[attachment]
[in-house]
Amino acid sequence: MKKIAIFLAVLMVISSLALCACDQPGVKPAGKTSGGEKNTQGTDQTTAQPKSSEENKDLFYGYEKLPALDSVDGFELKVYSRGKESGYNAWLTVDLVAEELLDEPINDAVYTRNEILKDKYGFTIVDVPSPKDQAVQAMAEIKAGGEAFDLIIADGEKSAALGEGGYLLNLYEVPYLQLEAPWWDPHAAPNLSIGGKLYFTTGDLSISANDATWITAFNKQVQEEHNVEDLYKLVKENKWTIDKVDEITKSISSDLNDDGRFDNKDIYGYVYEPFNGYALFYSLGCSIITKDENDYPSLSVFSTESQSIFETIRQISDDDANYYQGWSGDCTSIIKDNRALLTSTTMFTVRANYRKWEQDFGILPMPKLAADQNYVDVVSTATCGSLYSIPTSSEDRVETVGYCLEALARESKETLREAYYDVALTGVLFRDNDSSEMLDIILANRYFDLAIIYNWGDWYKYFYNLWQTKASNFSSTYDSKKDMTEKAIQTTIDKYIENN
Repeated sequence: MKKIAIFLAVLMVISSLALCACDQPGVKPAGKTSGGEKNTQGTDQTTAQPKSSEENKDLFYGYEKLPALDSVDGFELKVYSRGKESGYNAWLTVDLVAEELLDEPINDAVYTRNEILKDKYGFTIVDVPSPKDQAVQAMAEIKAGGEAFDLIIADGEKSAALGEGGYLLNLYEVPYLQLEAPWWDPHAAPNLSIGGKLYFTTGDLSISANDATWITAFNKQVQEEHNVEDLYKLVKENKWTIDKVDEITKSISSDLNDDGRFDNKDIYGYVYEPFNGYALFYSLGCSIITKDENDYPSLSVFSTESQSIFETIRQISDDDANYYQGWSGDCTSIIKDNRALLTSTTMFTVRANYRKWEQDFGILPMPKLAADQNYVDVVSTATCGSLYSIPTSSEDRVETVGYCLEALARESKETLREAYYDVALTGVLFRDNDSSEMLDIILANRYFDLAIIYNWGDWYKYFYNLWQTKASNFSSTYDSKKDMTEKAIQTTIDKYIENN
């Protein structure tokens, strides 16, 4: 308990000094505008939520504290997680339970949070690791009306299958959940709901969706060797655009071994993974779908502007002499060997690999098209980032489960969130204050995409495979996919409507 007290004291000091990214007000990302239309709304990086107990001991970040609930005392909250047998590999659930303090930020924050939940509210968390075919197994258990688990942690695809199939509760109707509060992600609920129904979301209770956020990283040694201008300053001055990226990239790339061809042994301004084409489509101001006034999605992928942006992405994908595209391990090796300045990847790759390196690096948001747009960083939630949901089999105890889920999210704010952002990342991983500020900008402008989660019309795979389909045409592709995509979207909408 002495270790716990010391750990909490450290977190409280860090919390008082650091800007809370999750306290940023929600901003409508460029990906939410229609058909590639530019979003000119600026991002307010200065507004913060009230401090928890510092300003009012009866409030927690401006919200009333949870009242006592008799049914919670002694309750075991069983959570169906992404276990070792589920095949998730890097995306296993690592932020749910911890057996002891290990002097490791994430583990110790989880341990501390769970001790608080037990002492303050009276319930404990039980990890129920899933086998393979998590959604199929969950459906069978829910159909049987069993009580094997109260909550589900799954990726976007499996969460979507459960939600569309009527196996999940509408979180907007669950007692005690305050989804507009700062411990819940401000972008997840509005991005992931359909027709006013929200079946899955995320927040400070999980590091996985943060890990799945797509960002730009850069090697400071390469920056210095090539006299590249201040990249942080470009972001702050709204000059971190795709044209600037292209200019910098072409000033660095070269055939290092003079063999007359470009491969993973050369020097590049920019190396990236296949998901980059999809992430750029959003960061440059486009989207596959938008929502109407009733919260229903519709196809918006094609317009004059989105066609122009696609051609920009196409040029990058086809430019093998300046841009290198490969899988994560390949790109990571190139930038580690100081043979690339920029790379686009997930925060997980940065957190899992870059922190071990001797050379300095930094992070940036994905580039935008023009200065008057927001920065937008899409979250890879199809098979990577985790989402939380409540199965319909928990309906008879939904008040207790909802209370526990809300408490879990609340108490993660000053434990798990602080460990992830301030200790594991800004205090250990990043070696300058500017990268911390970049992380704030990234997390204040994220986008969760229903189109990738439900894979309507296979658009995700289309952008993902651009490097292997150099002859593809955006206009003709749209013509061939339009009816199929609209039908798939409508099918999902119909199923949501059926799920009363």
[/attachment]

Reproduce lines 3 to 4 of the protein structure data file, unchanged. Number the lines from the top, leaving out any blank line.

Repeated sequence: MKKIAIFLAVLMVISSLALCACDQPGVKPAGKTSGGEKNTQGTDQTTAQPKSSEENKDLFYGYEKLPALDSVDGFELKVYSRGKESGYNAWLTVDLVAEELLDEPINDAVYTRNEILKDKYGFTIVDVPSPKDQAVQAMAEIKAGGEAFDLIIADGEKSAALGEGGYLLNLYEVPYLQLEAPWWDPHAAPNLSIGGKLYFTTGDLSISANDATWITAFNKQVQEEHNVEDLYKLVKENKWTIDKVDEITKSISSDLNDDGRFDNKDIYGYVYEPFNGYALFYSLGCSIITKDENDYPSLSVFSTESQSIFETIRQISDDDANYYQGWSGDCTSIIKDNRALLTSTTMFTVRANYRKWEQDFGILPMPKLAADQNYVDVVSTATCGSLYSIPTSSEDRVETVGYCLEALARESKETLREAYYDVALTGVLFRDNDSSEMLDIILANRYFDLAIIYNWGDWYKYFYNLWQTKASNFSSTYDSKKDMTEKAIQTTIDKYIENN
């Protein structure tokens, strides 16, 4: 308990000094505008939520504290997680339970949070690791009306299958959940709901969706060797655009071994993974779908502007002499060997690999098209980032489960969130204050995409495979996919409507 007290004291000091990214007000990302239309709304990086107990001991970040609930005392909250047998590999659930303090930020924050939940509210968390075919197994258990688990942690695809199939509760109707509060992600609920129904979301209770956020990283040694201008300053001055990226990239790339061809042994301004084409489509101001006034999605992928942006992405994908595209391990090796300045990847790759390196690096948001747009960083939630949901089999105890889920999210704010952002990342991983500020900008402008989660019309795979389909045409592709995509979207909408 002495270790716990010391750990909490450290977190409280860090919390008082650091800007809370999750306290940023929600901003409508460029990906939410229609058909590639530019979003000119600026991002307010200065507004913060009230401090928890510092300003009012009866409030927690401006919200009333949870009242006592008799049914919670002694309750075991069983959570169906992404276990070792589920095949998730890097995306296993690592932020749910911890057996002891290990002097490791994430583990110790989880341990501390769970001790608080037990002492303050009276319930404990039980990890129920899933086998393979998590959604199929969950459906069978829910159909049987069993009580094997109260909550589900799954990726976007499996969460979507459960939600569309009527196996999940509408979180907007669950007692005690305050989804507009700062411990819940401000972008997840509005991005992931359909027709006013929200079946899955995320927040400070999980590091996985943060890990799945797509960002730009850069090697400071390469920056210095090539006299590249201040990249942080470009972001702050709204000059971190795709044209600037292209200019910098072409000033660095070269055939290092003079063999007359470009491969993973050369020097590049920019190396990236296949998901980059999809992430750029959003960061440059486009989207596959938008929502109407009733919260229903519709196809918006094609317009004059989105066609122009696609051609920009196409040029990058086809430019093998300046841009290198490969899988994560390949790109990571190139930038580690100081043979690339920029790379686009997930925060997980940065957190899992870059922190071990001797050379300095930094992070940036994905580039935008023009200065008057927001920065937008899409979250890879199809098979990577985790989402939380409540199965319909928990309906008879939904008040207790909802209370526990809300408490879990609340108490993660000053434990798990602080460990992830301030200790594991800004205090250990990043070696300058500017990268911390970049992380704030990234997390204040994220986008969760229903189109990738439900894979309507296979658009995700289309952008993902651009490097292997150099002859593809955006206009003709749209013509061939339009009816199929609209039908798939409508099918999902119909199923949501059926799920009363």